Hauska Joulua!
Merry Christmas in Finnish!


My family keep Finnish Christmas traditions which have come down through the ages because they are so reasonable: for instance; When on Christmas Eve at 6 pm the Bishop of Finland announces on radio and TV: ‘Joulu Raha', Christmas Peace. From the moment until 4 pm on Christmas Day: Men can't get drunk, Kids can't fight, women don't harp and scold. Of course when 4 o'clock comes on Christmas Day -- life goes back to normal.


In ancient times before Christianity, a horns sounded to announce Winter Solstice the longest night of the year. Even today they say that Joulu Tontti, the Christmas Elf blows his long horn in the deep woods to warn all evil spirits and the hounds of the long hunt to keep away: the Finns are celebrating Christmas.


The ancient purification rites that we still use today start weeks ahead of time: scrubbing the house clean, the sauna (or now a days: baths)and special foods.


To bake Joulu Pulla (Christmas Buns) you start with a pound of butter and 12 eggs and lots of cardamom seeds. I bake brought some of Nissus and Nussus — cookies for the children shaped like reindeer and stars with secret symbols.


The Nissus and Nussus Cookies are for the children but also to leave as treats for the Tonttus the kitchen elf, the sauna elf and especially for the children' room elf - children shake out their slippers in the morning in case the elf is sleeping there.


My grandfather Kukki was a carver and he made wooden crosses - a new one each Christmas -the last year's cross was used to light the yule log.


All sings of work was put away - My gramma Mummu was always at her spinning wheel until Christmas came -then her spinning wheel was hung on a hook in a corner of the ceiling and covered with a white sheet.


Another good custom is Pikku Joulu - Little Christmas. These little gatherings were perhaps useful in ancient times with small crowded houses so the Finns would have several. My cousin Orvikki from Lapland emails that they are in the midst of Pikku Joulus as are we in my ever expending even though Ryder my latest great grand son is equal parts: Finnish, English, French, Italian, Aboriginal, Phillipino. These are family parties which include all the children so no drinking!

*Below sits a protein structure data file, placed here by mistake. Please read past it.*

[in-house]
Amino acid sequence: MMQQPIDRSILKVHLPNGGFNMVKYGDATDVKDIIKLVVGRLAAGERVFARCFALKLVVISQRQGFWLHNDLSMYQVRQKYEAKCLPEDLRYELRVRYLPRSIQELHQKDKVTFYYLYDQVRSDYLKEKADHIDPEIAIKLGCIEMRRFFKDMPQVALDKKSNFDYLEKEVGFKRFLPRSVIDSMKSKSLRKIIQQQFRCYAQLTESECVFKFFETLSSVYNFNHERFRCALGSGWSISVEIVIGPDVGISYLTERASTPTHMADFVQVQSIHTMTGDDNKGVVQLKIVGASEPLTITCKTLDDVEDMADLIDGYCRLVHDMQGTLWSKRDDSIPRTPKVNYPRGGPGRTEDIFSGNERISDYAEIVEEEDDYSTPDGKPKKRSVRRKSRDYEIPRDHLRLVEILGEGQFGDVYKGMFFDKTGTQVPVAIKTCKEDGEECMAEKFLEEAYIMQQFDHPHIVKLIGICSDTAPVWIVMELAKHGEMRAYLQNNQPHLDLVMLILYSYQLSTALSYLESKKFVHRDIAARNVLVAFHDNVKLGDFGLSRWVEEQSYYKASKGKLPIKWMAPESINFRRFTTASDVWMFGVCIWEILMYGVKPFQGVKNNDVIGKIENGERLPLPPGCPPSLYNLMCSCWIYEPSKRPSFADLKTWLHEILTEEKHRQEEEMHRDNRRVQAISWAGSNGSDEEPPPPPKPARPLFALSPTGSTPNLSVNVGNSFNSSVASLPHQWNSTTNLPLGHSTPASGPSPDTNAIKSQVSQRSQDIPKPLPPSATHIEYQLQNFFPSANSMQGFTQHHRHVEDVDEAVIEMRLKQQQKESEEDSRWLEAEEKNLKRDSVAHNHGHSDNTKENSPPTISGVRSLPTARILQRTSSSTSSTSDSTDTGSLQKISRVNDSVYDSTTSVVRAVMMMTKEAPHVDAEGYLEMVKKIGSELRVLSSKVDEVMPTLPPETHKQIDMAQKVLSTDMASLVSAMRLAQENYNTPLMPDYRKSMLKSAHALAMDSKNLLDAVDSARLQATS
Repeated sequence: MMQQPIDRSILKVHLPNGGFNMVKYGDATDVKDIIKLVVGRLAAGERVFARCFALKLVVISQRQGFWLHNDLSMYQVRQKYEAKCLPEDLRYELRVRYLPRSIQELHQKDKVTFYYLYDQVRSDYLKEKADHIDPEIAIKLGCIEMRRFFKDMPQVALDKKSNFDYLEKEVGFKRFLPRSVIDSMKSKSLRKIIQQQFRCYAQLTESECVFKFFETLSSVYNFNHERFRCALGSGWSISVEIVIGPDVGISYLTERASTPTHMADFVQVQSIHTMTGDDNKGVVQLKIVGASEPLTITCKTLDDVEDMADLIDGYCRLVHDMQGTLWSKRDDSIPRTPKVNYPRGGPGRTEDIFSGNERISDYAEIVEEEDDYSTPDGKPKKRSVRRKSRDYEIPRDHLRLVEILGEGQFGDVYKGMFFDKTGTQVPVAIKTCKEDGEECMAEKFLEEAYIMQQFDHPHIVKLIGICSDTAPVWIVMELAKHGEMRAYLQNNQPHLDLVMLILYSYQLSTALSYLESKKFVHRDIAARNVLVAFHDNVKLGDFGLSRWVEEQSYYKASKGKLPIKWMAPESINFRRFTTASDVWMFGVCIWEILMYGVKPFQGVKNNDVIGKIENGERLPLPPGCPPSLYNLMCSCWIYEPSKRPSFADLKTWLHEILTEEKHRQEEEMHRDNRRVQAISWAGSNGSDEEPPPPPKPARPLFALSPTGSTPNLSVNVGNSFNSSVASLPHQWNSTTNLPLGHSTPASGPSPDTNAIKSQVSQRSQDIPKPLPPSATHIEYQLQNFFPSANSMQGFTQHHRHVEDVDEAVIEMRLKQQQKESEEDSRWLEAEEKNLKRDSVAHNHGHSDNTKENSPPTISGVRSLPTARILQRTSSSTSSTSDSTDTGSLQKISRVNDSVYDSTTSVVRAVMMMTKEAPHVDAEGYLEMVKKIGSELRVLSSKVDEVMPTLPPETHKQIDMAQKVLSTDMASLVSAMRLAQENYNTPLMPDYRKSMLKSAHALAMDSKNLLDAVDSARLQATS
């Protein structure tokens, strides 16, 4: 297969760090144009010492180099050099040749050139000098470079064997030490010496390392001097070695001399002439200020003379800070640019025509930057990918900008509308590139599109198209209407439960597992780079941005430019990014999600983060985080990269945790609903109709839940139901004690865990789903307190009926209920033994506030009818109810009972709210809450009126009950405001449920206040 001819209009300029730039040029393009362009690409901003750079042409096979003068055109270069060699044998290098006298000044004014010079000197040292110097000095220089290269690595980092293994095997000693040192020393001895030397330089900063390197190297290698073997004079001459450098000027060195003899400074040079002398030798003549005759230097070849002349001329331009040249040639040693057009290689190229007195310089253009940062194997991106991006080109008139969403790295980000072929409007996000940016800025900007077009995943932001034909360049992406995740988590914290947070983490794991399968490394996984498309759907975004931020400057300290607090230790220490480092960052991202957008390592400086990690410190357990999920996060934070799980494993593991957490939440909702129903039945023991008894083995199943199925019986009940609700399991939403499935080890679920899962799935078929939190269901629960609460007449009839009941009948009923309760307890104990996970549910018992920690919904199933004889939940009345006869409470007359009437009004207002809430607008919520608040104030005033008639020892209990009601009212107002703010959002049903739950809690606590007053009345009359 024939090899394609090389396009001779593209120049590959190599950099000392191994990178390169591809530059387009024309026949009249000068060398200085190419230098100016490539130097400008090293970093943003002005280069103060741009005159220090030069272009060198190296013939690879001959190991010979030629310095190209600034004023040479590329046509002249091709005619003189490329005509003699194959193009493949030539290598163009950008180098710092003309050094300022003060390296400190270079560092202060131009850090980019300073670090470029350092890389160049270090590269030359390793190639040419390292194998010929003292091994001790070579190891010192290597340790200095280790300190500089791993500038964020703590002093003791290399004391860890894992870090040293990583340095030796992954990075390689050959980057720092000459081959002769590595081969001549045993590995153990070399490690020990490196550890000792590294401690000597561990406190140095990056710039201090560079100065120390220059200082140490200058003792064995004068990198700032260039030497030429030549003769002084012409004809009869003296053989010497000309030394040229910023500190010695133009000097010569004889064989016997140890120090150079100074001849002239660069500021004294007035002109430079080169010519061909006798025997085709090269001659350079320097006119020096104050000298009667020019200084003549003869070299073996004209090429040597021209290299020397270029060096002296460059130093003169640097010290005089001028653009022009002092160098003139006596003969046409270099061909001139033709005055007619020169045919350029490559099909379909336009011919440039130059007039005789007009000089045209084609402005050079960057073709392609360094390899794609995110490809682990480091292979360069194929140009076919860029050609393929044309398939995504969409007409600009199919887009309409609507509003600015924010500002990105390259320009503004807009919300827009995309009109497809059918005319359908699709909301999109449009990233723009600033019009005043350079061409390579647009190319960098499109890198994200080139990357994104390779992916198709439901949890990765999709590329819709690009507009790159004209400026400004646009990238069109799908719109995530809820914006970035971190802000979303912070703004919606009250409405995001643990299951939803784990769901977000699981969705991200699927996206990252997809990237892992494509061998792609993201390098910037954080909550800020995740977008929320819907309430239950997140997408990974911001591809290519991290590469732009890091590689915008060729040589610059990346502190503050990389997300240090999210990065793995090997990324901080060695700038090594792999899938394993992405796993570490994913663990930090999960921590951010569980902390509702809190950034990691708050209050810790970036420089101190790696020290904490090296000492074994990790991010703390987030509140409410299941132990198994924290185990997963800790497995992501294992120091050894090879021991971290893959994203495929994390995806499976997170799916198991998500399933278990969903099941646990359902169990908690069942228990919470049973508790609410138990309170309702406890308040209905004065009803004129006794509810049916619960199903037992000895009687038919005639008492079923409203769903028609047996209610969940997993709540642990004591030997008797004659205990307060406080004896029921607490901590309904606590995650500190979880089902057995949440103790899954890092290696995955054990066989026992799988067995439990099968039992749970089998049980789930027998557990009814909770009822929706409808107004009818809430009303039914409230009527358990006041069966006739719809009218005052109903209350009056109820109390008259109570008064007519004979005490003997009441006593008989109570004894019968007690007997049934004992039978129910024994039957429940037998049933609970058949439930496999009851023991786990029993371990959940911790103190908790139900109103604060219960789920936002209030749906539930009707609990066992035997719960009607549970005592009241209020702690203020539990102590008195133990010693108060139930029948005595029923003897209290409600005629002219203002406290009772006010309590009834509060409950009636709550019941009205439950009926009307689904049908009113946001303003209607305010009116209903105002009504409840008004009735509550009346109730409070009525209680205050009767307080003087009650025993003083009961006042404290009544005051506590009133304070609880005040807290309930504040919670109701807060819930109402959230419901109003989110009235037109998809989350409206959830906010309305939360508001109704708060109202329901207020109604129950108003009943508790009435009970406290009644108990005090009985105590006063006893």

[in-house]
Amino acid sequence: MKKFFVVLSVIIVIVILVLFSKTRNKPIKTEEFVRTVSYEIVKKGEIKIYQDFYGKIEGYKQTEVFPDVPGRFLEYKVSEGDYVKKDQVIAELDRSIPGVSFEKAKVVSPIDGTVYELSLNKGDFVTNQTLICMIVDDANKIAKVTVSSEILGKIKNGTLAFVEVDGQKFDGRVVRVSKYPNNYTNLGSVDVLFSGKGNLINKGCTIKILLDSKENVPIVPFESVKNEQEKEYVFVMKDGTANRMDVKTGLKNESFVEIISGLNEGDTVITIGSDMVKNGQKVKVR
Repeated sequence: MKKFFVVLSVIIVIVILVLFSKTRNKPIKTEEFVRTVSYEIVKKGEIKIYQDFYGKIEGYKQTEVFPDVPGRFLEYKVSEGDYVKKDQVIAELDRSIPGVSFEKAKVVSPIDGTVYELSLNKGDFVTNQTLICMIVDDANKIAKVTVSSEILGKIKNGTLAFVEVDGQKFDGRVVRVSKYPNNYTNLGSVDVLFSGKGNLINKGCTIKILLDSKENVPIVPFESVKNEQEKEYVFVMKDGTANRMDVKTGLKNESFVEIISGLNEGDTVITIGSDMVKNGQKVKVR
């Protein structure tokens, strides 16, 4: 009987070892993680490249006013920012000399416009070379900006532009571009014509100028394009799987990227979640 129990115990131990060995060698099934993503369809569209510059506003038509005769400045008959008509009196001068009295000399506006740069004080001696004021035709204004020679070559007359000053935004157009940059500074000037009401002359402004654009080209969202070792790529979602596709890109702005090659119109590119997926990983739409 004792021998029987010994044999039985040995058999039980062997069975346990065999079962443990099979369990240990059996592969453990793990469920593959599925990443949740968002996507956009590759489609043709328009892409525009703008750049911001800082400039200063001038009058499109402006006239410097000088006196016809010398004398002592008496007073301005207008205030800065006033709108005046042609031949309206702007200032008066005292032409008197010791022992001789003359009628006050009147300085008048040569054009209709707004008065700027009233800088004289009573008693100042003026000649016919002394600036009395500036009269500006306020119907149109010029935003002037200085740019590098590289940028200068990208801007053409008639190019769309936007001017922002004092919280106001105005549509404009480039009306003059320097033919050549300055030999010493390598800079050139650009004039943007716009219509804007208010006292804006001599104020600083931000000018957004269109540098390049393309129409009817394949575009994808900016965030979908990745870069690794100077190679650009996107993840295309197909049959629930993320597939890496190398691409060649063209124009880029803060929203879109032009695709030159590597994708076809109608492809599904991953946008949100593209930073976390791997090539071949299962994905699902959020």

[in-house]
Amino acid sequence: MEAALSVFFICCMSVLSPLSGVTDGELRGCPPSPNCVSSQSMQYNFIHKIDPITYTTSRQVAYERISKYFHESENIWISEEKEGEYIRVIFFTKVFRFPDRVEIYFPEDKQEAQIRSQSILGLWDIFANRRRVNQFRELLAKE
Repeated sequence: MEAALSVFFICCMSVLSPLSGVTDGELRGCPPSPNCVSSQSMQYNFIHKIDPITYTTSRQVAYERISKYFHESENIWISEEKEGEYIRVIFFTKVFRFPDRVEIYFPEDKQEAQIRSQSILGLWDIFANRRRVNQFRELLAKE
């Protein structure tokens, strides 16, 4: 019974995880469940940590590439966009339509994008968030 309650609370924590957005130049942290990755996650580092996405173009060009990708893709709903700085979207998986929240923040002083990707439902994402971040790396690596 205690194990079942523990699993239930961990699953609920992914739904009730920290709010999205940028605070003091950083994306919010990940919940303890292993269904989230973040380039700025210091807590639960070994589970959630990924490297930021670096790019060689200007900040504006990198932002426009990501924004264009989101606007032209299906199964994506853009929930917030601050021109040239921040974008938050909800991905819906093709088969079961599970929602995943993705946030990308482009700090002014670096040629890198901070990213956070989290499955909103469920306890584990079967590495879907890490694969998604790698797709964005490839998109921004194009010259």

By 6 pm Christmas Eve all will be ready. House clean, food ready, everyone went to sauna both my sister Effie and I had saunas in our houses but now a days of course it's a shower or bath. Then we put on clean if not new clothes.


In Finland the churches fill again and again on Christmas Eve. In New Finland where I grew up we children got new clothes - I remember a red velvet dress my mother made me - we were lined up on altar steps to sing Finnish carols while we waited forJoulupukki (Santa Claus) to bring us our bags of candies and one orange.


Everyone knows Joulupukki (Santa Claus) lives in the Arctic. We didn't quite know where until an American in 1927 let the secret out - he lives in the Arctic Circle near Rovaniemi, Lapland. Yes, he lives there - my cousin Orvikki and I and a jumbo- jet full of Japanese tourists found Joulupukki sitting by the fireplace in his log cabin talking to a little blonde boy discussing the reindeer in his yard.


Another good custom my family keeps is that children open some of their presents Christmas Eve. That means that if they wake early Christmas morning they could play quietly with their new toys until rest of family woke up.


My Sister Norma married int a farming family in Morris, Manitoba. One Christmas Eve Howard who is a long distance trucker phoned that he was coming in from Toronto with a heavy load and would try to make it home for Christmas eve. Well, the all went to church came home to the good food and treats, opened the presents and still no Howard. Gramma especially was getting worried, 'that road coming through Kenora is so danger!' . People were getting coats on when suddenly one of the children watching for him at the window cried out, ''Lights coming down the driveway.' Even gramma ran to the window and hurried to put more coffee on. Such joy to have him safe home with the family Christmas Eve.


After a month long celebration of Christmas it's time to put all signs of Christmas away - the tree and decorations come down right after the 'Wisemen Come' Jan 6, the Spinning Wheel came down from the ceiling and the Hartia Paivat 'Shouldering days' - hard work Days. In New Finland it meant getting trees and work bees to cut for next year's firewood. Time to get back to work Tree after a month long celebration of Joulu - Finnish Christmas.

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Above speech I made at Toastmasters at Scan Club wearing my Finnish costume..

It was interesting that of the 5 Scandinavians each speaking of their country traditions

ours was quite distinct...

Joulupukki living in Finland was news to some!!

~Hazel Birt

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Hauska Joulua!
Merry Christmas in Finnish! was contributed by Hazel Birt
New Finland Historical and Heritage Society


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